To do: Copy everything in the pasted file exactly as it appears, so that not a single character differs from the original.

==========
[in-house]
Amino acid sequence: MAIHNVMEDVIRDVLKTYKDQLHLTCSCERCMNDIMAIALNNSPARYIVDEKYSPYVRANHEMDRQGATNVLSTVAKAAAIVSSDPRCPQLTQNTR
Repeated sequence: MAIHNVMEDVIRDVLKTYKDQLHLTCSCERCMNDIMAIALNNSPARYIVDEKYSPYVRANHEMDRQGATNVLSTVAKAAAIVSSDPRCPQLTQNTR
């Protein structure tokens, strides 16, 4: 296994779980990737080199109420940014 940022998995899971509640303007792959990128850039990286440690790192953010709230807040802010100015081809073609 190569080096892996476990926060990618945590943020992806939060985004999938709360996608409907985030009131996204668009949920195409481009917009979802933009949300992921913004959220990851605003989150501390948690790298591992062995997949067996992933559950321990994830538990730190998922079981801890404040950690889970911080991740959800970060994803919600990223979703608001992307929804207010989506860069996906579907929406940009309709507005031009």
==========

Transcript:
[in-house]
Amino acid sequence: MAIHNVMEDVIRDVLKTYKDQLHLTCSCERCMNDIMAIALNNSPARYIVDEKYSPYVRANHEMDRQGATNVLSTVAKAAAIVSSDPRCPQLTQNTR
Repeated sequence: MAIHNVMEDVIRDVLKTYKDQLHLTCSCERCMNDIMAIALNNSPARYIVDEKYSPYVRANHEMDRQGATNVLSTVAKAAAIVSSDPRCPQLTQNTR
């Protein structure tokens, strides 16, 4: 296994779980990737080199109420940014 940022998995899971509640303007792959990128850039990286440690790192953010709230807040802010100015081809073609 190569080096892996476990926060990618945590943020992806939060985004999938709360996608409907985030009131996204668009949920195409481009917009979802933009949300992921913004959220990851605003989150501390948690790298591992062995997949067996992933559950321990994830538990730190998922079981801890404040950690889970911080991740959800970060994803919600990223979703608001992307929804207010989506860069996906579907929406940009309709507005031009």